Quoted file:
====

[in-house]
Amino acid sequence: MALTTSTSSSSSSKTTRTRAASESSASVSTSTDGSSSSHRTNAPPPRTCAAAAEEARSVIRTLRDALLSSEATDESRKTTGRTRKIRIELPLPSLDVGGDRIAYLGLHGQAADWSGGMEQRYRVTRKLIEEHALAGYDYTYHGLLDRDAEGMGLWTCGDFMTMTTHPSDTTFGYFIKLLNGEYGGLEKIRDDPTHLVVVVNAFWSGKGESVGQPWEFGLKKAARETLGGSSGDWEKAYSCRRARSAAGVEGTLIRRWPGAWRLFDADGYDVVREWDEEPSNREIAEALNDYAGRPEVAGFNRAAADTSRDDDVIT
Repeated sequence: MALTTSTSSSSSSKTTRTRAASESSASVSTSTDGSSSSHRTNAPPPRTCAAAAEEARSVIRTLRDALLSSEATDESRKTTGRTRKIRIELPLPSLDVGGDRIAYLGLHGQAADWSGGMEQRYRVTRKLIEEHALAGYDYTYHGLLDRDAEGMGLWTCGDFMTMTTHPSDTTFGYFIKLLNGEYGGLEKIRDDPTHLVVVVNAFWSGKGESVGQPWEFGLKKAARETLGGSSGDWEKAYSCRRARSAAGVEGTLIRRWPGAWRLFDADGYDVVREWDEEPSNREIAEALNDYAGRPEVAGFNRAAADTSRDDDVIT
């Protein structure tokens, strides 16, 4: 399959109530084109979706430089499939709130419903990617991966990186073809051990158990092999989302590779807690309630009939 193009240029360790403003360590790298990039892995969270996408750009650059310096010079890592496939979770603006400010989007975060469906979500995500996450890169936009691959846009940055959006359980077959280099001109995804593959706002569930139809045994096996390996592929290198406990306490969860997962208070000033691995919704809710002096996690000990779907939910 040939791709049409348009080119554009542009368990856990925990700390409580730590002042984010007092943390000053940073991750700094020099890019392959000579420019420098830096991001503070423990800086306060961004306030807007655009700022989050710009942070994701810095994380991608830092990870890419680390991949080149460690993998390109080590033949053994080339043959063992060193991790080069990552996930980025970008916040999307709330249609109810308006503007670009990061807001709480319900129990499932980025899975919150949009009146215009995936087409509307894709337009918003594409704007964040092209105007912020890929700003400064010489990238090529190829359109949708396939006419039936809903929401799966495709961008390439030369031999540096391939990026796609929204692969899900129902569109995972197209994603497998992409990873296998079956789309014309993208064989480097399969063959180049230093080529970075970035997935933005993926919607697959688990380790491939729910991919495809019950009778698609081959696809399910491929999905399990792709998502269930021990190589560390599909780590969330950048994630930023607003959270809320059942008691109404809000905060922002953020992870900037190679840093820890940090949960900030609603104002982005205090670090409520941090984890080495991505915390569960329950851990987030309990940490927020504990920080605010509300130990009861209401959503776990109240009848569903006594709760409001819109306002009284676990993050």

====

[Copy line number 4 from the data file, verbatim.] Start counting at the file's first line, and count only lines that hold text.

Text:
């Protein structure tokens, strides 16, 4: 399959109530084109979706430089499939709130419903990617991966990186073809051990158990092999989302590779807690309630009939 193009240029360790403003360590790298990039892995969270996408750009650059310096010079890592496939979770603006400010989007975060469906979500995500996450890169936009691959846009940055959006359980077959280099001109995804593959706002569930139809045994096996390996592929290198406990306490969860997962208070000033691995919704809710002096996690000990779907939910 040939791709049409348009080119554009542009368990856990925990700390409580730590002042984010007092943390000053940073991750700094020099890019392959000579420019420098830096991001503070423990800086306060961004306030807007655009700022989050710009942070994701810095994380991608830092990870890419680390991949080149460690993998390109080590033949053994080339043959063992060193991790080069990552996930980025970008916040999307709330249609109810308006503007670009990061807001709480319900129990499932980025899975919150949009009146215009995936087409509307894709337009918003594409704007964040092209105007912020890929700003400064010489990238090529190829359109949708396939006419039936809903929401799966495709961008390439030369031999540096391939990026796609929204692969899900129902569109995972197209994603497998992409990873296998079956789309014309993208064989480097399969063959180049230093080529970075970035997935933005993926919607697959688990380790491939729910991919495809019950009778698609081959696809399910491929999905399990792709998502269930021990190589560390599909780590969330950048994630930023607003959270809320059942008691109404809000905060922002953020992870900037190679840093820890940090949960900030609603104002982005205090670090409520941090984890080495991505915390569960329950851990987030309990940490927020504990920080605010509300130990009861209401959503776990109240009848569903006594709760409001819109306002009284676990993050």